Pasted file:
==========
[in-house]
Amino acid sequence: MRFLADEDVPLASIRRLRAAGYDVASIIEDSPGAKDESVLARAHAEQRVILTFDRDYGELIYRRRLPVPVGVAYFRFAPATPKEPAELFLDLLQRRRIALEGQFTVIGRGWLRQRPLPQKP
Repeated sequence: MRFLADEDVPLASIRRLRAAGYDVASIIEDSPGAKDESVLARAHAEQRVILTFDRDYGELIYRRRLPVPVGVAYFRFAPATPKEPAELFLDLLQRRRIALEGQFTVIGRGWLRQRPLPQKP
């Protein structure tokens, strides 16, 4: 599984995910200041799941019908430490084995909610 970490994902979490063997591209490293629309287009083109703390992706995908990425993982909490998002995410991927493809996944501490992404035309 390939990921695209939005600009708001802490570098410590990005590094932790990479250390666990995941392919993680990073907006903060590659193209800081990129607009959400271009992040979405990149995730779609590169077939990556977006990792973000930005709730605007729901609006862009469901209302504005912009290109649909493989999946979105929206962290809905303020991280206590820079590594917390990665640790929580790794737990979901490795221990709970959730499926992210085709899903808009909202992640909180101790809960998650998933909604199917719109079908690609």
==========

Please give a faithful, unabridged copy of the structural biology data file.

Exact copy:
[in-house]
Amino acid sequence: MRFLADEDVPLASIRRLRAAGYDVASIIEDSPGAKDESVLARAHAEQRVILTFDRDYGELIYRRRLPVPVGVAYFRFAPATPKEPAELFLDLLQRRRIALEGQFTVIGRGWLRQRPLPQKP
Repeated sequence: MRFLADEDVPLASIRRLRAAGYDVASIIEDSPGAKDESVLARAHAEQRVILTFDRDYGELIYRRRLPVPVGVAYFRFAPATPKEPAELFLDLLQRRRIALEGQFTVIGRGWLRQRPLPQKP
């Protein structure tokens, strides 16, 4: 599984995910200041799941019908430490084995909610 970490994902979490063997591209490293629309287009083109703390992706995908990425993982909490998002995410991927493809996944501490992404035309 390939990921695209939005600009708001802490570098410590990005590094932790990479250390666990995941392919993680990073907006903060590659193209800081990129607009959400271009992040979405990149995730779609590169077939990556977006990792973000930005709730605007729901609006862009469901209302504005912009290109649909493989999946979105929206962290809905303020991280206590820079590594917390990665640790929580790794737990979901490795221990709970959730499926992210085709899903808009909202992640909180101790809960998650998933909604199917719109079908690609």